ARTHURS SEAT, Australia (VN) — A second-year pro with half a dozen solid wins under his belt this season in the States, Jacob “Jake” Keough has a lot to look forward to.
No doubt, the 24-year-old owes his leg speed to his background as a BMX bandit, in a similar vein to that of Robbie McEwen, before transitioning to the road and the team he now finds himself riding for, UnitedHealthcare Pro Cycling.
It is hard to say if Keough will indeed follow in McEwen’s footsteps as a triple green jersey winner at the Tour de France. The worst thing to say to an up-and-coming sprinter is that he can’t do it – because Murphy’s Law dictates that he most likely will.
VeloNews caught up with the Massachusetts native and local in the coastal town of Geelong, before the start of the third stage of the Jayco Herald Sun Tour. Two years ago, the town played host to the UCI road world championships, won by another sprinter Keough would kill to emulate, Thor Hushovd.
VeloNews: You’ve had at least half a dozen good wins this year in the States. What’s been your finest moment so far?
Jake Keough: I think the month of May leading into Philly week, I had some really good success in the criteriums and circuit races in the U.S. The U.S. Air Force and Clarendon Cup was a nice weekend for us; Saturday, Hilton Clarke won on the old CSC (Invitational) course, and Sunday, we went one-two-three for the second year in a row and I won at U.S. Air Force. That was a really good weekend.
VN: UnitedHealthcare, they really seem to be the team to beat in the States this year, unless some of the ProTeams show up at the Tour of California, for example. …
JK: I think this year was a real big step forward for the team. We did a real good block in Europe, and we’re trying to do more international stuff, like here at the Jayco Herald Sun Tour, and we’re happy to be here and happy to try and making that step into harder racing. I think when we go back to the States, we can kind of showcase what we’ve done and keep moving forward.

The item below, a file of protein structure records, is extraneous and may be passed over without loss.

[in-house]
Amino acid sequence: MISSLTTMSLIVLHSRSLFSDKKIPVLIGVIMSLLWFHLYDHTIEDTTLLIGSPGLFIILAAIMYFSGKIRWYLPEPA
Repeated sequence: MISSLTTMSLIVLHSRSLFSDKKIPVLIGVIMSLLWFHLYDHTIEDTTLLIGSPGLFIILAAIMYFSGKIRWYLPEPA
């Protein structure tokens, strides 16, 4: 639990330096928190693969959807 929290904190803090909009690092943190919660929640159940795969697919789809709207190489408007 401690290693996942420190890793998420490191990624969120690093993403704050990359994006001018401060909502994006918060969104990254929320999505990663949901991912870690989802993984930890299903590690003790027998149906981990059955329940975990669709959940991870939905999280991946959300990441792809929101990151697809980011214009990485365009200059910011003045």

VN: How did you start racing, and when did you believe you could turn your hobby into a profession?
JK: I started racing BMX when I was about 7 years old; just building dirt jumps and riding my BMX around. I started cyclocross in my last year as a junior, as an 18-year-old, and then went onto the road and realized I had a real passion for it, and a good skill-set for it.
From the sprints and criteriums, it kind of built from there. … I think from a pretty young age, I kind of knew I wanted to race a bike as a professional. But to (actually) get to do it, it’s awesome.
VN: Will you continue to ride for UnitedHealthcare in 2012?
JK: Yep, yep – I’m all signed up; the (2012) season looks good. We have a new (sports) director in (ex-Lotto DS) Hendrik Redant and I think it will be a nice, new step into Belgium, more European stuff, and we’ll try and get some big wins.
VN: How does the level at the Herald Sun Tour compare with the races you’ve done in the U.S. and the few races you’ve done in Europe this season?
JK: The level is definitely as high as some of the European races we’ve done. It was kind of funny, though … the first two days we were here and the first stage (it) was raining – we were wondering why they called it the Sun Tour! But now the sun’s out and we’re happy to be here… it’s a good level.
VN: Being a second-year domestic pro, you must harbor some European ambitions of a larger nature, sometime in the near future. …
JK: Yeah, certainly. Like I said, next year we’re going to make more of a push to Europe – this year, we did a few blocks to get our feet wet – and I think moving forward, trying to get some wins with our sprint squad is going to be a real priority. Along with the big stuff in the U.S. – California, Colorado, Utah, Elk Grove … the good UCI races there.
VN: Is your team a starter in all of those?
JK: I don’t know if the invitation’s been sent out but that’s certainly the plan – we did them all this year and had some pretty good successes. Hopefully we can continue that trend into 2012.